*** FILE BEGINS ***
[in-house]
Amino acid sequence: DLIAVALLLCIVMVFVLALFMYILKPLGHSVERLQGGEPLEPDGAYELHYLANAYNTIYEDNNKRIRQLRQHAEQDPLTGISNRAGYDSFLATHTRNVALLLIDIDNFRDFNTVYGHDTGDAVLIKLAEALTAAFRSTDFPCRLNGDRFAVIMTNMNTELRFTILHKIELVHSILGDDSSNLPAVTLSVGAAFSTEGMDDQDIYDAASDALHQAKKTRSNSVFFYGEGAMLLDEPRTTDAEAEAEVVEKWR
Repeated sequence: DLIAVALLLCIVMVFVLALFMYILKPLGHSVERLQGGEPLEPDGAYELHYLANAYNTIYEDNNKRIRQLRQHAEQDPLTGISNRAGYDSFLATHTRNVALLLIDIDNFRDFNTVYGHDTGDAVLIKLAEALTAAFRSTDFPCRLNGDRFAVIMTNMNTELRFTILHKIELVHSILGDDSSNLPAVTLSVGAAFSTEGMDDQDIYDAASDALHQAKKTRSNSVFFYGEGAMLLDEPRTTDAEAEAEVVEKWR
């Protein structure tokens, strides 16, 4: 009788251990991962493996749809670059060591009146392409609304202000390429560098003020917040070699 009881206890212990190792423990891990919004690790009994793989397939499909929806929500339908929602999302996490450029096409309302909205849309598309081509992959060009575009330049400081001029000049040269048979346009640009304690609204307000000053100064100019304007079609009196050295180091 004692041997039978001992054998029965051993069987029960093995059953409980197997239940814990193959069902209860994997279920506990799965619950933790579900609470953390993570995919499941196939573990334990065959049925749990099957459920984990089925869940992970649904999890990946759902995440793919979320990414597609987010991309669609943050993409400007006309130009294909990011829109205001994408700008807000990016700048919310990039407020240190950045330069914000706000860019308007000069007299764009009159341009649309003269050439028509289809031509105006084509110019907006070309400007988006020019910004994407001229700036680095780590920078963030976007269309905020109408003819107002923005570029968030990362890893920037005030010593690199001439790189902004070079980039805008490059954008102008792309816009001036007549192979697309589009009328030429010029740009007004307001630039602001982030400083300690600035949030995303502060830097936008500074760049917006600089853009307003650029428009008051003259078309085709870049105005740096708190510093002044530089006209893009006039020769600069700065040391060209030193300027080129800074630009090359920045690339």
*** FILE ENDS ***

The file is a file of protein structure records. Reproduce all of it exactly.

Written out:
[in-house]
Amino acid sequence: DLIAVALLLCIVMVFVLALFMYILKPLGHSVERLQGGEPLEPDGAYELHYLANAYNTIYEDNNKRIRQLRQHAEQDPLTGISNRAGYDSFLATHTRNVALLLIDIDNFRDFNTVYGHDTGDAVLIKLAEALTAAFRSTDFPCRLNGDRFAVIMTNMNTELRFTILHKIELVHSILGDDSSNLPAVTLSVGAAFSTEGMDDQDIYDAASDALHQAKKTRSNSVFFYGEGAMLLDEPRTTDAEAEAEVVEKWR
Repeated sequence: DLIAVALLLCIVMVFVLALFMYILKPLGHSVERLQGGEPLEPDGAYELHYLANAYNTIYEDNNKRIRQLRQHAEQDPLTGISNRAGYDSFLATHTRNVALLLIDIDNFRDFNTVYGHDTGDAVLIKLAEALTAAFRSTDFPCRLNGDRFAVIMTNMNTELRFTILHKIELVHSILGDDSSNLPAVTLSVGAAFSTEGMDDQDIYDAASDALHQAKKTRSNSVFFYGEGAMLLDEPRTTDAEAEAEVVEKWR
């Protein structure tokens, strides 16, 4: 009788251990991962493996749809670059060591009146392409609304202000390429560098003020917040070699 009881206890212990190792423990891990919004690790009994793989397939499909929806929500339908929602999302996490450029096409309302909205849309598309081509992959060009575009330049400081001029000049040269048979346009640009304690609204307000000053100064100019304007079609009196050295180091 004692041997039978001992054998029965051993069987029960093995059953409980197997239940814990193959069902209860994997279920506990799965619950933790579900609470953390993570995919499941196939573990334990065959049925749990099957459920984990089925869940992970649904999890990946759902995440793919979320990414597609987010991309669609943050993409400007006309130009294909990011829109205001994408700008807000990016700048919310990039407020240190950045330069914000706000860019308007000069007299764009009159341009649309003269050439028509289809031509105006084509110019907006070309400007988006020019910004994407001229700036680095780590920078963030976007269309905020109408003819107002923005570029968030990362890893920037005030010593690199001439790189902004070079980039805008490059954008102008792309816009001036007549192979697309589009009328030429010029740009007004307001630039602001982030400083300690600035949030995303502060830097936008500074760049917006600089853009307003650029428009008051003259078309085709870049105005740096708190510093002044530089006209893009006039020769600069700065040391060209030193300027080129800074630009090359920045690339």